How to Effectively Market Your Benefits Offerings
Having outstanding benefits options is critical for attracting and retaining employees. But in order to capitalize on those options, employers need to effectively market their offerings to employees and candidates. If employees and candidates aren’t aware of or do not understand the benefits available to them, they do the employer little good. As open enrollment season approaches, employers should consider not only the benefits packages they offer but how to promote those packages to current and potential employees. This article provides tips to help effectively market an organization’s benefits options.
Make Benefits a Part of the Overall Employee Compensation Communication
Benefits are a crucial aspect of employee compensation, and this should be emphasized when discussing an employee’s total compensation package. Including benefits in the conversation allows employees to more easily see the value of the benefits packages available to them, thus increasing their satisfaction and likelihood of staying at their job.
Understand Employees’ Communication Styles
If employees do not understand the benefits that are available to them or their value, employers lose out on a major factor in attracting and retaining employees. Employers may seek to understand how their employees communicate so they can effectively market their benefits. For example, employers might consider providing information in multiple languages that correspond with those used in their respective workforces. They can also supply benefits information in various formats, such as paper collateral, digital copies or in-person information sessions. Presenting benefits information in a way employees can and will consume is key to helping them understand the value their benefits can provide.
Make Marketing a Year-round Strategy
Open enrollment season is a crucial time for ramping up marketing surrounding benefits offerings. However, savvy employers will discuss offerings with their employees throughout the year. When there is consistent messaging about the value of benefits offered, employees are more likely to understand and appreciate their options.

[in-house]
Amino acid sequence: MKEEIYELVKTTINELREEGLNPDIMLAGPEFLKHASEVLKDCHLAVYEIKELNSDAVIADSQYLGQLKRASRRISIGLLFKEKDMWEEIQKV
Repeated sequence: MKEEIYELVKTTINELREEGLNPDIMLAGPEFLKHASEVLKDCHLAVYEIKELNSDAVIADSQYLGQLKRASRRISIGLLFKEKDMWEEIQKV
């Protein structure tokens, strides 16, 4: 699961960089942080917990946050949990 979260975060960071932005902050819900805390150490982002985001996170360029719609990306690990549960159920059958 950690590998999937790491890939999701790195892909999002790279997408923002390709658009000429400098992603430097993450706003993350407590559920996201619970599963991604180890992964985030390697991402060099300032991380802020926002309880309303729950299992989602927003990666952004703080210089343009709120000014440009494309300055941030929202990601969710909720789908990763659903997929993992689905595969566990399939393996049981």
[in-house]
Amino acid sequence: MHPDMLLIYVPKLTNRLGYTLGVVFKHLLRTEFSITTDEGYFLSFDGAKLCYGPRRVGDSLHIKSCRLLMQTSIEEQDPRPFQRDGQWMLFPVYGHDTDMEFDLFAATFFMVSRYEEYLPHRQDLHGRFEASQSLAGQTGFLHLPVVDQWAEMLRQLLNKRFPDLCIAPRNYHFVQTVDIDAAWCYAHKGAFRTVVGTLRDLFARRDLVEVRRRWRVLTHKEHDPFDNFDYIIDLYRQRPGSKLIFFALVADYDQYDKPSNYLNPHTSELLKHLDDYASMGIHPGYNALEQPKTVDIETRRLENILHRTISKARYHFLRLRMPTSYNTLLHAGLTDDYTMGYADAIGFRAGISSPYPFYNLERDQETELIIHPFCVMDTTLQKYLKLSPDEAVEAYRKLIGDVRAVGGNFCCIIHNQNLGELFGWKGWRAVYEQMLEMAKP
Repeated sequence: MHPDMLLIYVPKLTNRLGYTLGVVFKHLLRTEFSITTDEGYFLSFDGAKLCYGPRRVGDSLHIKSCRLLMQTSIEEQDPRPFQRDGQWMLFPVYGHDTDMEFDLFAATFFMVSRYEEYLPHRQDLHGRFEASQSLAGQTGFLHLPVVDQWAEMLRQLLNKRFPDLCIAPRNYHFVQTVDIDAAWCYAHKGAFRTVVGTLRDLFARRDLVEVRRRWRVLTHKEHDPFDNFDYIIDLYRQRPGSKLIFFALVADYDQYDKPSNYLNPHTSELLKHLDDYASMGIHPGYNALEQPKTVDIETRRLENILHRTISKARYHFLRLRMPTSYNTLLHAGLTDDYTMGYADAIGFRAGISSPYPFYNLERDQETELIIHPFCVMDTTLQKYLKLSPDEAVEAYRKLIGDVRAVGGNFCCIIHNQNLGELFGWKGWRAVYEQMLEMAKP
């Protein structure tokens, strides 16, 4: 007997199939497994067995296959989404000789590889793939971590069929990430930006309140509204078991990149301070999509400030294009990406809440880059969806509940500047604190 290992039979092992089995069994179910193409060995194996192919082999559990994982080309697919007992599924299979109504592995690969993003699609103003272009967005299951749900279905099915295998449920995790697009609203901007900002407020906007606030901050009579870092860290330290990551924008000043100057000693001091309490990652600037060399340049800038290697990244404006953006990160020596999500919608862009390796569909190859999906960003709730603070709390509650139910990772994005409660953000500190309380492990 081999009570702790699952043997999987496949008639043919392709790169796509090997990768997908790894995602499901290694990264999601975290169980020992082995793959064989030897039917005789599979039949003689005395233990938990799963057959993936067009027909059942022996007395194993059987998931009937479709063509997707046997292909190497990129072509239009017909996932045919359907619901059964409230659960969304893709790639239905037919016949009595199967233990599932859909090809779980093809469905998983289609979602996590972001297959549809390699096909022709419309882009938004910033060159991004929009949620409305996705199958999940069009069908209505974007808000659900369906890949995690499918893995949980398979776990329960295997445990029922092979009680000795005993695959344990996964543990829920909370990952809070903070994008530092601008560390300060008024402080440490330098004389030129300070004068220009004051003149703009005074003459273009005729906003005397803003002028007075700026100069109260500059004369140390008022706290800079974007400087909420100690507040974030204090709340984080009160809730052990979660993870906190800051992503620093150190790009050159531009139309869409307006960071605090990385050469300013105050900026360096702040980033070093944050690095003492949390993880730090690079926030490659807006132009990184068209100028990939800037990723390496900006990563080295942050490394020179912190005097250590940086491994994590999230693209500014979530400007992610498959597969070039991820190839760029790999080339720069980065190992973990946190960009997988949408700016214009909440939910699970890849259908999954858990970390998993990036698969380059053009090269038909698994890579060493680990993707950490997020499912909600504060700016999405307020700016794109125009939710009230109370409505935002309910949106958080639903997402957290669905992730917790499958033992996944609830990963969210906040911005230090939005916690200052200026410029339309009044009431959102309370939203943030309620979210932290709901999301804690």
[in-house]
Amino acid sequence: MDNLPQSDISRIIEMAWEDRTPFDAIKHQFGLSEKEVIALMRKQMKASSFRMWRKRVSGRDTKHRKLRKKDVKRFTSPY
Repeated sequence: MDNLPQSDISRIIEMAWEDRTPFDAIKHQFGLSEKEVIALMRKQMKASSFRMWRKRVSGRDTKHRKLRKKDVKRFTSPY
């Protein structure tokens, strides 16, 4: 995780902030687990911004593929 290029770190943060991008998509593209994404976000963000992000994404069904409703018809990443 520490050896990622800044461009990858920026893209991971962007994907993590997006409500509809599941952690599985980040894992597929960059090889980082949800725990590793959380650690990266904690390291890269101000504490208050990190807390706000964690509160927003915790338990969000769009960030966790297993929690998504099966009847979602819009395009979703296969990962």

It is also important to have conversations with employees throughout the year about the types of benefits they desire to ensure that the employer is providing the benefits their specific workforce wants. If employees only hear about their company’s benefits offerings once a year, they are less likely to appreciate the value afforded to them. Giving employees time to digest their benefits information, reemphasizing what they get from their benefits and ensuring their current benefits meet their needs are all key components to effective marketing.
Conduct Regular Analysis of Employee Benefit Usage
Employees may not have to be using all of their benefits to get the most out of their benefits packages, but offering certain benefits is only beneficial when employees are using them. To determine which benefits employees use most and those they don’t use at all, consider conducting surveys to see which benefits provide the most value. Those that are not being used can then be replaced with other options that employees are more likely to use and find valuable.
There are many potential benefits packages available to employees; however, these benefits are only at their most valuable to employer attraction and retention efforts if employees can understand and use their benefits effectively. As open enrollment season approaches, employers should evaluate their benefits marketing strategies to ensure that employees see the value in their benefits packages.
For more information on benefits and how to effectively market your benefits offerings, contact Justin Gough, Vice President, Employee Benefits @ email@example.com or alternatively he can be reached at 703.827.227.
© Ames & Gough 2022. All rights reserved. The information contained herein should not be relied upon as legal or insurance advice for specific facts and circumstances and is not intended to be a substitute for consultation with legal or insurance counsel.